4. Ugh! US applying Shari’a law would be bad too. The problem is, I don’t know about that. I think ProCon is right, above, to urge me to make sure I characterize these types as fundamentalist evangelicals. While I DO think he’s representative of that sect, I’d no more impute his failings to Christianity as a whole than I would from terrorists to Muslims as a whole.

  5. I said “or any subset of [Christians.]” You responded by saying that you believe that the branding guy is representative of “that sect,” meaning, I guess, Evangelical Christians.

    According to a study referred to on the Volokh Conspiracy ( (fascinating post, btw) 33% of Americans identify themselves as Evangelical Christians. If a group that broad were really as nutty as you say they are, brandings like this would be so common as not to be newsworthy. Though I don’t classify myself as such, when you say “Evangelical” you are not referring to a 1% snake-handling fringe. And what “fundamentalist” means is sort of in the eye of the beholder.

    I don’t think I agree with PC’s classification (I think Evangelical is far broader than fundamentalist) but I think clarity is important.

    More statistics (which truly blew my mind) on the American public from the Institute for Jewish and Community research (Volokh has the striking comparisons to numbers among academics)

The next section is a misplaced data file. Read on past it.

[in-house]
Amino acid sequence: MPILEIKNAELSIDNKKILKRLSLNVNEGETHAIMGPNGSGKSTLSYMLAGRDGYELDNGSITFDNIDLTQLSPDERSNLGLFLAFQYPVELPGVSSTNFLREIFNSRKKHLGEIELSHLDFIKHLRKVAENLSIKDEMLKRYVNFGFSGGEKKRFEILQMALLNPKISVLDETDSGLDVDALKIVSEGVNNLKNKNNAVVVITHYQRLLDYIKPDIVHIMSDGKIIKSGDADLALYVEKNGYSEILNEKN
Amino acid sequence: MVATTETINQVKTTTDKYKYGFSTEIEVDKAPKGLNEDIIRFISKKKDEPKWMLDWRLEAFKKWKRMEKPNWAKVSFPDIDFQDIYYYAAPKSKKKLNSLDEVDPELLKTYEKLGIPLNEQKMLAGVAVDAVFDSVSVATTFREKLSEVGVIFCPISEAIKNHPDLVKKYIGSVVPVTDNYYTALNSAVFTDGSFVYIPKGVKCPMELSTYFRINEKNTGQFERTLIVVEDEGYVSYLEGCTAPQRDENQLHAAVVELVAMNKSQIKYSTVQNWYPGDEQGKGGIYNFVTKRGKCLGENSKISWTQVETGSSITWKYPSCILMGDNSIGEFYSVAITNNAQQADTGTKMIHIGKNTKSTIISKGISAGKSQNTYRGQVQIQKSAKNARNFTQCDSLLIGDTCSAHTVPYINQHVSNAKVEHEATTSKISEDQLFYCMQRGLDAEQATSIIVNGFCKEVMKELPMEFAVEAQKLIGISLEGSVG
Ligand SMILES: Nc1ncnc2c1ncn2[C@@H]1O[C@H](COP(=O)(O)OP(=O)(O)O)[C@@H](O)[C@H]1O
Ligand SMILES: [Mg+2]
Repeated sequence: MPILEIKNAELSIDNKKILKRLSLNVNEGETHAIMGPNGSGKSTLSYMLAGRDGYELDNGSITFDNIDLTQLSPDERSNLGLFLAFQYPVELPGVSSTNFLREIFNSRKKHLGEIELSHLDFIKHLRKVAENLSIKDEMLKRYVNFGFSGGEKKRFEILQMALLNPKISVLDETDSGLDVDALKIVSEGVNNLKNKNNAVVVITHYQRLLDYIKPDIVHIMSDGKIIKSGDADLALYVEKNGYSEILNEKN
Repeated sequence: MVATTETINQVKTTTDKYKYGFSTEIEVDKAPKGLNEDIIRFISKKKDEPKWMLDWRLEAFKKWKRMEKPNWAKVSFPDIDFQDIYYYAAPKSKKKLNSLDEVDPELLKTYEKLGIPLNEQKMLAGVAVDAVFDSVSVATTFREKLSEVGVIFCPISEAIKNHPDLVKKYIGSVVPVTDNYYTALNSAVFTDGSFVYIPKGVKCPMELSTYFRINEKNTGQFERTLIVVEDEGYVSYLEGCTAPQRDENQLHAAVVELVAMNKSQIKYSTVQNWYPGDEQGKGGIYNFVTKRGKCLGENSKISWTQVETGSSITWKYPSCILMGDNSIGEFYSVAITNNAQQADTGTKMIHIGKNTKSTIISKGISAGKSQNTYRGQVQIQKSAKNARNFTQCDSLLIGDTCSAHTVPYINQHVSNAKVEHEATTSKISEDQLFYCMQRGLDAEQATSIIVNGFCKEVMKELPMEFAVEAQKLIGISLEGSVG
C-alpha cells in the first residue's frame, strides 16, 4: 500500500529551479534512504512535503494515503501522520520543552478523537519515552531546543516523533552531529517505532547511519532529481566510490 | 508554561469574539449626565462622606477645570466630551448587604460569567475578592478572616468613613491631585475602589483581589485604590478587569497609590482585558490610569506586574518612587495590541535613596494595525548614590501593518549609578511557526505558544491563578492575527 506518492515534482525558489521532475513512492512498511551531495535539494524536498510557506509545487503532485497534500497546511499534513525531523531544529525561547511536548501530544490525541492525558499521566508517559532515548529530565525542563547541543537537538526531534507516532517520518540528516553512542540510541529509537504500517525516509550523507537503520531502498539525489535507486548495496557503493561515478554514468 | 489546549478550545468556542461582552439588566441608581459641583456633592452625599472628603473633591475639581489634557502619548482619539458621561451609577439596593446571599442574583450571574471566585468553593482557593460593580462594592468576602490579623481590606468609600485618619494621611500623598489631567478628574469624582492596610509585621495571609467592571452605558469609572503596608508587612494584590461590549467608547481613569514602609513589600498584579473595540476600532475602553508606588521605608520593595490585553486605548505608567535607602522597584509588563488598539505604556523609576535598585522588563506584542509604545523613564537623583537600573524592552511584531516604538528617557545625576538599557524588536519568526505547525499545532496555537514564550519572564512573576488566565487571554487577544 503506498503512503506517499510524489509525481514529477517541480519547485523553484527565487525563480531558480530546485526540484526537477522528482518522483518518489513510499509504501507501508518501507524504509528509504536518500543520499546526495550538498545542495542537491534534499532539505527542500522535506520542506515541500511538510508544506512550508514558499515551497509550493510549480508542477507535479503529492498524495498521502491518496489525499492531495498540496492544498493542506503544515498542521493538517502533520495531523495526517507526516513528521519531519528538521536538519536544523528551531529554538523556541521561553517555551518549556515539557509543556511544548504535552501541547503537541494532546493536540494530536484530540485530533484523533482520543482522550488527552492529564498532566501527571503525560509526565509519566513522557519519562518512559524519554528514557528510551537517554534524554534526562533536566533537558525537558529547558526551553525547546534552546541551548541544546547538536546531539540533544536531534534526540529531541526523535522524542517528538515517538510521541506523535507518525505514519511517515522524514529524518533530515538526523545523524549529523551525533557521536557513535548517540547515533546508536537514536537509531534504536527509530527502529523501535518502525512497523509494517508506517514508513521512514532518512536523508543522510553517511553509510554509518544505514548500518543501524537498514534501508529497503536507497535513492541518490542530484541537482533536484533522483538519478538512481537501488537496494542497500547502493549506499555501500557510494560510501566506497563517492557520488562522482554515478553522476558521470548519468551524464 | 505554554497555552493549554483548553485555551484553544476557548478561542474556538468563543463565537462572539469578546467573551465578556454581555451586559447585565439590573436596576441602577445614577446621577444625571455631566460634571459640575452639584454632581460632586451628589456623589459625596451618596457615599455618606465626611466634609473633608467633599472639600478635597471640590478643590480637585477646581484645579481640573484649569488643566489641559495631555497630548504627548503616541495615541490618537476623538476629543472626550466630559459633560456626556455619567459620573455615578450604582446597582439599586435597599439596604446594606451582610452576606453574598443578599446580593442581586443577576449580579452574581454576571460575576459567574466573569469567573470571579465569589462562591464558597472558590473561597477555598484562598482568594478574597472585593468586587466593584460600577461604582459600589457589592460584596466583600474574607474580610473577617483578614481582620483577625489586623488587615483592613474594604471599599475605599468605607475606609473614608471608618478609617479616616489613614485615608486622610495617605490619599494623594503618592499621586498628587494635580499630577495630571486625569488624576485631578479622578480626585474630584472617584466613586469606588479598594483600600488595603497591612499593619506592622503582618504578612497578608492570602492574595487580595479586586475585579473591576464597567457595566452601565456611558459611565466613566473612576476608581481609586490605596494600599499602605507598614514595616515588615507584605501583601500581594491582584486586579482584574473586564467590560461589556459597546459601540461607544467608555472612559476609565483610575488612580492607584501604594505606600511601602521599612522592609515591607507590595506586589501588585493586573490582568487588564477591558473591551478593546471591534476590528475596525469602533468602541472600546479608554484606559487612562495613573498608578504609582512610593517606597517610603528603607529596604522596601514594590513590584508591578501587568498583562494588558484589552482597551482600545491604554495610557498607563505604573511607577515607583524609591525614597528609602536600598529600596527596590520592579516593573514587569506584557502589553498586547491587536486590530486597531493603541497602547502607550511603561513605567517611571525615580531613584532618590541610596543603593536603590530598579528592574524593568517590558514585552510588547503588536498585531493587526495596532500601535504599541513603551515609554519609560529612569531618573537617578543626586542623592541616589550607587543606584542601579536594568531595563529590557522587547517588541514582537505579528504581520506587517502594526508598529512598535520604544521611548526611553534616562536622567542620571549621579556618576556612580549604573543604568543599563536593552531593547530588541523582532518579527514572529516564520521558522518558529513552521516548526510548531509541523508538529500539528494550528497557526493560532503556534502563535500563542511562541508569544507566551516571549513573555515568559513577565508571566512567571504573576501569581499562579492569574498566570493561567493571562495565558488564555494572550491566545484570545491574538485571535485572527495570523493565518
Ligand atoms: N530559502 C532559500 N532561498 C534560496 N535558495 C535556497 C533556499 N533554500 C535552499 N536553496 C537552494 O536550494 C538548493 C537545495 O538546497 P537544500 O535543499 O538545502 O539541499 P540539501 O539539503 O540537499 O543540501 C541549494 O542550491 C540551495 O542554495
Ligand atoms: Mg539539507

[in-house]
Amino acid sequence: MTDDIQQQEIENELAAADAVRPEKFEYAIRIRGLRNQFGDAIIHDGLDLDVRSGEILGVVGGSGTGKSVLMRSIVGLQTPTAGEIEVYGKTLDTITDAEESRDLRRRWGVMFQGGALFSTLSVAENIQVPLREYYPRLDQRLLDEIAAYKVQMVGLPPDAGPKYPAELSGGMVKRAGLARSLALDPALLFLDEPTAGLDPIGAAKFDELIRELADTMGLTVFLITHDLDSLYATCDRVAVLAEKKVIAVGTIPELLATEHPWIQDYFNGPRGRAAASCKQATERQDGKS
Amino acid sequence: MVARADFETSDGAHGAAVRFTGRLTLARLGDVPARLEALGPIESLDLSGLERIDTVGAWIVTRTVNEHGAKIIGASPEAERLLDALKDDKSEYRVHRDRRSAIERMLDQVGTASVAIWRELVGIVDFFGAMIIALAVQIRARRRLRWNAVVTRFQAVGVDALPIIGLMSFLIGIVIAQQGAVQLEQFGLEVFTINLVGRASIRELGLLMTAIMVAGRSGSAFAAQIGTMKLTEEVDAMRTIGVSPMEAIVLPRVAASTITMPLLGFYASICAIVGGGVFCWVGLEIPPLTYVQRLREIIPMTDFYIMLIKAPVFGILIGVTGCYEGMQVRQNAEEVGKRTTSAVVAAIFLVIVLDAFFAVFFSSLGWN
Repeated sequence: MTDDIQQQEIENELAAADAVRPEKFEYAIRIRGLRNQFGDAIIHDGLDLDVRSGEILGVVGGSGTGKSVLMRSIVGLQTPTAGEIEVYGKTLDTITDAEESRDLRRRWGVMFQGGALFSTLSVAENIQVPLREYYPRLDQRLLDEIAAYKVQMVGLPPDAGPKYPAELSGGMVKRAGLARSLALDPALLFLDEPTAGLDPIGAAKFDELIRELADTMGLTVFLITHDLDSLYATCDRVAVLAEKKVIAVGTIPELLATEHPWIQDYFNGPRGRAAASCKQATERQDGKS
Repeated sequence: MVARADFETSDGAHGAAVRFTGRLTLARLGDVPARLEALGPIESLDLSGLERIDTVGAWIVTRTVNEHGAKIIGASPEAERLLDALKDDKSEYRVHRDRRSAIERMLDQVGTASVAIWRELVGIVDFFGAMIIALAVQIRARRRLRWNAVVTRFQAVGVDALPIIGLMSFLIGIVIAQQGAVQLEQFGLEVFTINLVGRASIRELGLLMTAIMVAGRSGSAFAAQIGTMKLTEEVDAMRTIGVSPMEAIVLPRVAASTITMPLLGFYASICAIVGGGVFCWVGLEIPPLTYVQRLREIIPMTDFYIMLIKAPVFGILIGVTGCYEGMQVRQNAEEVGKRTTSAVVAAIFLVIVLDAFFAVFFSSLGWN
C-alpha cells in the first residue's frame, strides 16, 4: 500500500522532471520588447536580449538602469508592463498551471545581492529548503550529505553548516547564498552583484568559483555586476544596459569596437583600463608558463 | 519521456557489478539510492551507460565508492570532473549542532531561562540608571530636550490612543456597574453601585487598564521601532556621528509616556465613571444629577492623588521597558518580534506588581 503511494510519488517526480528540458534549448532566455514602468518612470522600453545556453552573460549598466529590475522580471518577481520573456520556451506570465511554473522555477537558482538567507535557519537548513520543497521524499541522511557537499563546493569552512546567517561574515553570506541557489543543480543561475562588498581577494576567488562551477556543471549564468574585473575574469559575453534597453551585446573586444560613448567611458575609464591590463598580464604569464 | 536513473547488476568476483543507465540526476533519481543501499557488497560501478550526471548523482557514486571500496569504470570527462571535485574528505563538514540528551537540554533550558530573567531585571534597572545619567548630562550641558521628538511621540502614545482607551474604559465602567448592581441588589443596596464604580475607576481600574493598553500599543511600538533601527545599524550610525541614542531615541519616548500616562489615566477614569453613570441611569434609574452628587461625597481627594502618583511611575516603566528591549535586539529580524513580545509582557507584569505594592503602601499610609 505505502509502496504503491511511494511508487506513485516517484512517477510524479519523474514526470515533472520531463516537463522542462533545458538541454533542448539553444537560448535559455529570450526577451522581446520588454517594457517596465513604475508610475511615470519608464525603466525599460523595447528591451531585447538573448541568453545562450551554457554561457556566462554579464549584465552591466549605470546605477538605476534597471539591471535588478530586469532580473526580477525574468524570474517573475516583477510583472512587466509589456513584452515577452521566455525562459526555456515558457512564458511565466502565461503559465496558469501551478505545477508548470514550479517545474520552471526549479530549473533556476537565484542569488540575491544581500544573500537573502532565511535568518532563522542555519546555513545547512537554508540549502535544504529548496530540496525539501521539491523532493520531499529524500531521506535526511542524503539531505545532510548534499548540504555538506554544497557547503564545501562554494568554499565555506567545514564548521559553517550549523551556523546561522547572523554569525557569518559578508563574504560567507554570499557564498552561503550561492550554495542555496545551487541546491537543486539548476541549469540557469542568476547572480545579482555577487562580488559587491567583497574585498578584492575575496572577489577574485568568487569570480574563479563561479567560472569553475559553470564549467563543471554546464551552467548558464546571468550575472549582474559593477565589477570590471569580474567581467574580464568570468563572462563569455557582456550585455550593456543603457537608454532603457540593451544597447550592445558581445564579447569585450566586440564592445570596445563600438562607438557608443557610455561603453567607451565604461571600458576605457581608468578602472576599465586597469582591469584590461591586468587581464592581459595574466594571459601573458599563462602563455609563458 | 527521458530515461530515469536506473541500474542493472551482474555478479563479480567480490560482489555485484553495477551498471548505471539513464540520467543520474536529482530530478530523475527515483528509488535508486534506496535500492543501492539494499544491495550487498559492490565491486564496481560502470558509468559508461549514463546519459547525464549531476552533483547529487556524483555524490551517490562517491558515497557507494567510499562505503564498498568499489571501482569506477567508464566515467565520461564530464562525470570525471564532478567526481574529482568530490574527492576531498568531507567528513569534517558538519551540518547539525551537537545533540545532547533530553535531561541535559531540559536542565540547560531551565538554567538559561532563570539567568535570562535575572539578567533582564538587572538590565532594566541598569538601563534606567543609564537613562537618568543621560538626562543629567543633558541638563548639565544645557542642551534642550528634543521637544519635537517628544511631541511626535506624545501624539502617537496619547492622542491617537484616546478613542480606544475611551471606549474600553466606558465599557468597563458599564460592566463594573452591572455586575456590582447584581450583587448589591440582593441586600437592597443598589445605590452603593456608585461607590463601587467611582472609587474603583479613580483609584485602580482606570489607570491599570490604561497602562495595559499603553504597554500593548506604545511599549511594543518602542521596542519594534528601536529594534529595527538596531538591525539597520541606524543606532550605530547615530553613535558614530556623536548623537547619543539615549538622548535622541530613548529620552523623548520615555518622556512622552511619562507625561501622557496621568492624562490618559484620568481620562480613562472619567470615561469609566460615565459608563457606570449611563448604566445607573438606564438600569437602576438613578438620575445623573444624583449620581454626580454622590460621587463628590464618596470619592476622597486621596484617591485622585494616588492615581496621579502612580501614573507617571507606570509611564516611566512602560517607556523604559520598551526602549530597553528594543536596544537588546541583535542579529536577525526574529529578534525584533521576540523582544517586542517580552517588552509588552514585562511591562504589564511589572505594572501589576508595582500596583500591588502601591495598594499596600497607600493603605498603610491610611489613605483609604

93% believe in God
    85% identify with a particular denomination
    85% say religion is very or somewhat important in their lives
    86% want their children to receive religious training

  6. While I don’t think that Freshwater’s little flesh-burning stint is emblematic of fundamentalists or evangelicals, or the intersection of those two sets, I do think the idea that the law of God ought to govern in society – and that people should resist the law of the U.S. accordingly – is fairly typical of the fundamentalist evangelical group.

    But I’m aware of the problem with the definition. Since I talk about the true crazies of the Christian right a lot, I need a good way to identify them. I would say that that group is the intersection of fundamentalist & evangelical, but you’re right that fundamentalist is relative. Is there a better way to define them though? You’re very right that clarity is important. My family and I are liberal Christians, and we wouldn’t want Freshwater’s crimes attributed to our beliefs.

  7. Perfectly stated – the objection was about the attitude on the relationship between “God’s law” and man’s. I’m completely with you there. Sorry I was being stubborn. I think I ended up responding more to what I was afraid you were saying rather than to what you were actually saying.

    And, how blog-commenter of me to complain about what to call this group, when I can’t think of an adequate way to refer to them myself. I see what you mean. The way I think of them, “Wacky Fringe,” doesn’t have a very academic ring to it. :)

  8. See, I ain’t so bad :-). But I may need to work on presenting myself that way in the first instance. Thanks to you for keeping me honest.

    And “wacky fringe” sounds fine by me!

  9. […] McCain, of course, is right. Huckabee is a proud theocrat, someone who makes no apologies for putting fundamentalist notions of religious morality ahead of […]